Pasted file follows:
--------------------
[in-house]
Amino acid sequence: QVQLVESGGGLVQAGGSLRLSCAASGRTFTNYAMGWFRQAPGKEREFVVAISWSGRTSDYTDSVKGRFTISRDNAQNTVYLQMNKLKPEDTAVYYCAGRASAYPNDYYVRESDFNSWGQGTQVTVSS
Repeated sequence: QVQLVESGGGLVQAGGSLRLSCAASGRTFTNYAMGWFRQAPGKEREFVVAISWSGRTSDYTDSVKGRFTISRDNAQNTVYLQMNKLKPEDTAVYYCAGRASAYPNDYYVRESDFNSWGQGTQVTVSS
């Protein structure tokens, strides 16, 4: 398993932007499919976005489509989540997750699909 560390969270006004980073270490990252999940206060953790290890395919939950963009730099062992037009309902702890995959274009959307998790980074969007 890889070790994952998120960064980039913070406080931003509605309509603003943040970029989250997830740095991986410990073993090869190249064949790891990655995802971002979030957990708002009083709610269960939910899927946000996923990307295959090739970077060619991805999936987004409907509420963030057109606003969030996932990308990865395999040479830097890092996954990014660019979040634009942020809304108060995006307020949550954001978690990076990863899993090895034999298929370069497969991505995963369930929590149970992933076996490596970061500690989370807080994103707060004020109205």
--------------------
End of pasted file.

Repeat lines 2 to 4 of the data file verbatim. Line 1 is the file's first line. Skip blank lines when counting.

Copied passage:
Amino acid sequence: QVQLVESGGGLVQAGGSLRLSCAASGRTFTNYAMGWFRQAPGKEREFVVAISWSGRTSDYTDSVKGRFTISRDNAQNTVYLQMNKLKPEDTAVYYCAGRASAYPNDYYVRESDFNSWGQGTQVTVSS
Repeated sequence: QVQLVESGGGLVQAGGSLRLSCAASGRTFTNYAMGWFRQAPGKEREFVVAISWSGRTSDYTDSVKGRFTISRDNAQNTVYLQMNKLKPEDTAVYYCAGRASAYPNDYYVRESDFNSWGQGTQVTVSS
């Protein structure tokens, strides 16, 4: 398993932007499919976005489509989540997750699909 560390969270006004980073270490990252999940206060953790290890395919939950963009730099062992037009309902702890995959274009959307998790980074969007 890889070790994952998120960064980039913070406080931003509605309509603003943040970029989250997830740095991986410990073993090869190249064949790891990655995802971002979030957990708002009083709610269960939910899927946000996923990307295959090739970077060619991805999936987004409907509420963030057109606003969030996932990308990865395999040479830097890092996954990014660019979040634009942020809304108060995006307020949550954001978690990076990863899993090895034999298929370069497969991505995963369930929590149970992933076996490596970061500690989370807080994103707060004020109205």